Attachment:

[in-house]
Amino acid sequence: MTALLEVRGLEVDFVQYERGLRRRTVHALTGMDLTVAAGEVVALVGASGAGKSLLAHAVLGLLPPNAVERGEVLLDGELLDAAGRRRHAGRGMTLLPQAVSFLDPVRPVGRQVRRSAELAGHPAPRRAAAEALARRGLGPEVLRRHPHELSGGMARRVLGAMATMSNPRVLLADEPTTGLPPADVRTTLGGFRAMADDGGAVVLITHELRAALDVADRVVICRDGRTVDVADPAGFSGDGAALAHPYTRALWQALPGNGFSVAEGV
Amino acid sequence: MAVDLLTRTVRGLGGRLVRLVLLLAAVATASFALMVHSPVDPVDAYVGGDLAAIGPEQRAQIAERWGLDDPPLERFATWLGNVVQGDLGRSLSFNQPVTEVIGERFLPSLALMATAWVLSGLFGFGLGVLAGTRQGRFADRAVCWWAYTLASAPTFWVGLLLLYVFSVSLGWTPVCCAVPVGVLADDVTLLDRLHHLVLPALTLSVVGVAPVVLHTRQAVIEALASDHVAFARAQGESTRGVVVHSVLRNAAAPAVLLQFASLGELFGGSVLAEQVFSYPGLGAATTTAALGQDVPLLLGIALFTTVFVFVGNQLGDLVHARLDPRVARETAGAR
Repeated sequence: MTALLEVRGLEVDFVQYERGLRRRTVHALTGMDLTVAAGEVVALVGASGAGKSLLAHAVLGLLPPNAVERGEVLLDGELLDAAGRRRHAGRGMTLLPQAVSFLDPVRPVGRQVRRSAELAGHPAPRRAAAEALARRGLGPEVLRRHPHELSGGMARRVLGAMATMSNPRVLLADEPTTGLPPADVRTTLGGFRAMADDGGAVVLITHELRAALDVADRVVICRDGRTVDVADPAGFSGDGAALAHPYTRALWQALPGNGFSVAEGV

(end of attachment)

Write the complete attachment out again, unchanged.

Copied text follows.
[in-house]
Amino acid sequence: MTALLEVRGLEVDFVQYERGLRRRTVHALTGMDLTVAAGEVVALVGASGAGKSLLAHAVLGLLPPNAVERGEVLLDGELLDAAGRRRHAGRGMTLLPQAVSFLDPVRPVGRQVRRSAELAGHPAPRRAAAEALARRGLGPEVLRRHPHELSGGMARRVLGAMATMSNPRVLLADEPTTGLPPADVRTTLGGFRAMADDGGAVVLITHELRAALDVADRVVICRDGRTVDVADPAGFSGDGAALAHPYTRALWQALPGNGFSVAEGV
Amino acid sequence: MAVDLLTRTVRGLGGRLVRLVLLLAAVATASFALMVHSPVDPVDAYVGGDLAAIGPEQRAQIAERWGLDDPPLERFATWLGNVVQGDLGRSLSFNQPVTEVIGERFLPSLALMATAWVLSGLFGFGLGVLAGTRQGRFADRAVCWWAYTLASAPTFWVGLLLLYVFSVSLGWTPVCCAVPVGVLADDVTLLDRLHHLVLPALTLSVVGVAPVVLHTRQAVIEALASDHVAFARAQGESTRGVVVHSVLRNAAAPAVLLQFASLGELFGGSVLAEQVFSYPGLGAATTTAALGQDVPLLLGIALFTTVFVFVGNQLGDLVHARLDPRVARETAGAR
Repeated sequence: MTALLEVRGLEVDFVQYERGLRRRTVHALTGMDLTVAAGEVVALVGASGAGKSLLAHAVLGLLPPNAVERGEVLLDGELLDAAGRRRHAGRGMTLLPQAVSFLDPVRPVGRQVRRSAELAGHPAPRRAAAEALARRGLGPEVLRRHPHELSGGMARRVLGAMATMSNPRVLLADEPTTGLPPADVRTTLGGFRAMADDGGAVVLITHELRAALDVADRVVICRDGRTVDVADPAGFSGDGAALAHPYTRALWQALPGNGFSVAEGV